Marvelous Juxtapositions

The use of found and readymade materials in Dada and Surrealist collages, montages, and objects break down the borders between art and life. Fragments of the everyday world placed in unexpected juxtapositions shock, seduce, and disorient the viewer. The relocation releases their poetic potential, creating a dream object “drawn from the strange depths of the unconscious mind.”

Dada exploited the rapid technological development of radio, cinema, manufacturing, and the illustrated press. The Dadaist were an international group, and included Kurt Schwitters, Hannah Höch, Max Ernst, Marcel Janco, Man Ray, and Marcel Duchamp, some of whom continued to be active in the Surrealist movement. Their strategies involved purchasing, editing, and arranging objects, texts, and mechanically produced images. Chance, humor, and punning were among their major weapons.

The readymade challenged handmade artifacts and the notion of self-expression. Exhibiting mundane items – a comb, bottlerack, or coat hanger – with almost no intervention, Dada artists questioned the transformation of an object when placed in a museum or gallery. The idea behind the artwork now constituted the real act of creation, anticipating late twentieth-century conceptual art. The Dadaists deliberately minimized the value of the original work of art and the artist’s effort and skill.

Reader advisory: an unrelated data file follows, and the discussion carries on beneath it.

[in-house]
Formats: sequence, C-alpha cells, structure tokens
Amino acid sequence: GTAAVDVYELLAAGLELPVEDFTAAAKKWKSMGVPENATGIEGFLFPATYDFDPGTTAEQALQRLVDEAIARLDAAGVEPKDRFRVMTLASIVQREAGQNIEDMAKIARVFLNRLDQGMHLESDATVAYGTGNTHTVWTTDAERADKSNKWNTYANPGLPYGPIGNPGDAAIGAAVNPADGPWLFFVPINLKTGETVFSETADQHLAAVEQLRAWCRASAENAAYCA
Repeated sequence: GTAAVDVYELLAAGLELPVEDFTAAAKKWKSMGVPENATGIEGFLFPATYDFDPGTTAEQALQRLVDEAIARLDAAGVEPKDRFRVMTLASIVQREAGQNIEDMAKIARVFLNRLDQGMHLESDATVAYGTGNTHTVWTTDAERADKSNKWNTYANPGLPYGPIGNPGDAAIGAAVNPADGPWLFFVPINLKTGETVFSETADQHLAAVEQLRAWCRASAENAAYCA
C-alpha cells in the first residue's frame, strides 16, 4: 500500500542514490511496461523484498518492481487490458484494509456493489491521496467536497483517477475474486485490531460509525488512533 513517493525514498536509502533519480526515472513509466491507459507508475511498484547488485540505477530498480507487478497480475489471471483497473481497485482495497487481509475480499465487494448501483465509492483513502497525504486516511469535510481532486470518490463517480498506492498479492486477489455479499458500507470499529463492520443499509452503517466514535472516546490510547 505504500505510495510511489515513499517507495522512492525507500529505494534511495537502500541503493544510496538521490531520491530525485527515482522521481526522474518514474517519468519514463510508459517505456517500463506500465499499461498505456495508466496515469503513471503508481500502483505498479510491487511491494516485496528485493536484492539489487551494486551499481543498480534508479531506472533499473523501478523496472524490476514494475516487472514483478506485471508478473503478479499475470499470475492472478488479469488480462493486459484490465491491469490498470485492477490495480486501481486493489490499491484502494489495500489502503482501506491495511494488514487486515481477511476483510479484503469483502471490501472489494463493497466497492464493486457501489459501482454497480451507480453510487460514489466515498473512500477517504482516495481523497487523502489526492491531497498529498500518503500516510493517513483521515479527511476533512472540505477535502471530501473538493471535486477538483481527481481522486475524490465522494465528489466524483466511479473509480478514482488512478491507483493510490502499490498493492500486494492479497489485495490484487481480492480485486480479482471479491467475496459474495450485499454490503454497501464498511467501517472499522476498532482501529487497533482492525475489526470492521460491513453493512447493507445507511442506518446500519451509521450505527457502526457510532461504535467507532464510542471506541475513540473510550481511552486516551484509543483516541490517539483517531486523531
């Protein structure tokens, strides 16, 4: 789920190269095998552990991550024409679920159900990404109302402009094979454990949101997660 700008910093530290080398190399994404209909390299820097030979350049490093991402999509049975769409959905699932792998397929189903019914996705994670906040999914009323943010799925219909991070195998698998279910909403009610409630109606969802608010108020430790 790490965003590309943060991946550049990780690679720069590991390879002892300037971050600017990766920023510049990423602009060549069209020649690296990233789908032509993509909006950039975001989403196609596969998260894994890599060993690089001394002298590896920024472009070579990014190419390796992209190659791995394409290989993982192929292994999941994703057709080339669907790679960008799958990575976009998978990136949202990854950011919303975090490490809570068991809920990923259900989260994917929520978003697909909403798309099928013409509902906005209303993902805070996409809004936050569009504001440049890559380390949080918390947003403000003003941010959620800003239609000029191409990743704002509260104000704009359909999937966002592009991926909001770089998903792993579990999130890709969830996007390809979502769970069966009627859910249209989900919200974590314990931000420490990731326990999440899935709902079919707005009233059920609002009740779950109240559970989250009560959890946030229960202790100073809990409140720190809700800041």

Duchamp’s radical operations began before the war and independently of Dada. André Breton described his readymades as precursors of the Surrealist object. These objects were perceived as visual equivalents of the powerful poetic metaphors used in Surrealist core texts: “beautiful as the chance encounter on a dissecting table of a sewing machine and an umbrella.”

Collages and objects inspired later artists, including Louise Nevelson, Joseph Cornell, and Christo, and have become mainstream activities in contemporary art, feeding into installation and site-specific works as well as commercial media.

Virtual Tour

International Symposium

  Dr. Adina Kamien


Website, text, and photos © The Israel Museum, Jerusalem, 1995 - 2017
All rights reserved.
Works of art included in this website may be protected by copyright. Copyright in the individual works of art may be held by the artist, or the artist's heirs or agents. These works may not be copied, reproduced, or distributed without the copyright holder's permission.     
For licensing of images and other copyright enquiries, please contact the Image Resources & Copyright Management Department.